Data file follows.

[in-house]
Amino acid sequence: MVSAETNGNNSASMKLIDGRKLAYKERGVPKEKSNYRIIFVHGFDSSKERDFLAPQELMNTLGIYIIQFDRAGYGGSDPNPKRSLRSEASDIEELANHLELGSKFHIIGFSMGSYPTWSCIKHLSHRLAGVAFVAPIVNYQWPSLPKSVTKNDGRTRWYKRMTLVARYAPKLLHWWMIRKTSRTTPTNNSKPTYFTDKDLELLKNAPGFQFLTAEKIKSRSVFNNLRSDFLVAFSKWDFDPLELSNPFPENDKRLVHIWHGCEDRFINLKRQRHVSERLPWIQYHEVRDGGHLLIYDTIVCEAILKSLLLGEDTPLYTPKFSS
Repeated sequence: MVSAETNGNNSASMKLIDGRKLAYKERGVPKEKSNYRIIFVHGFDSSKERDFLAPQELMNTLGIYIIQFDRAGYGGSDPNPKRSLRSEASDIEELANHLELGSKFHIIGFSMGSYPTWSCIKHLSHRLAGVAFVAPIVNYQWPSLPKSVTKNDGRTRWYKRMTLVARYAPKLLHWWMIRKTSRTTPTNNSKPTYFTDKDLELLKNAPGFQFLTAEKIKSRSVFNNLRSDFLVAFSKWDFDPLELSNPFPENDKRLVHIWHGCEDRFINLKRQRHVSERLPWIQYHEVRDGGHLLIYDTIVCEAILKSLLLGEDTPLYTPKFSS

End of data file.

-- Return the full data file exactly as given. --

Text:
[in-house]
Amino acid sequence: MVSAETNGNNSASMKLIDGRKLAYKERGVPKEKSNYRIIFVHGFDSSKERDFLAPQELMNTLGIYIIQFDRAGYGGSDPNPKRSLRSEASDIEELANHLELGSKFHIIGFSMGSYPTWSCIKHLSHRLAGVAFVAPIVNYQWPSLPKSVTKNDGRTRWYKRMTLVARYAPKLLHWWMIRKTSRTTPTNNSKPTYFTDKDLELLKNAPGFQFLTAEKIKSRSVFNNLRSDFLVAFSKWDFDPLELSNPFPENDKRLVHIWHGCEDRFINLKRQRHVSERLPWIQYHEVRDGGHLLIYDTIVCEAILKSLLLGEDTPLYTPKFSS
Repeated sequence: MVSAETNGNNSASMKLIDGRKLAYKERGVPKEKSNYRIIFVHGFDSSKERDFLAPQELMNTLGIYIIQFDRAGYGGSDPNPKRSLRSEASDIEELANHLELGSKFHIIGFSMGSYPTWSCIKHLSHRLAGVAFVAPIVNYQWPSLPKSVTKNDGRTRWYKRMTLVARYAPKLLHWWMIRKTSRTTPTNNSKPTYFTDKDLELLKNAPGFQFLTAEKIKSRSVFNNLRSDFLVAFSKWDFDPLELSNPFPENDKRLVHIWHGCEDRFINLKRQRHVSERLPWIQYHEVRDGGHLLIYDTIVCEAILKSLLLGEDTPLYTPKFSS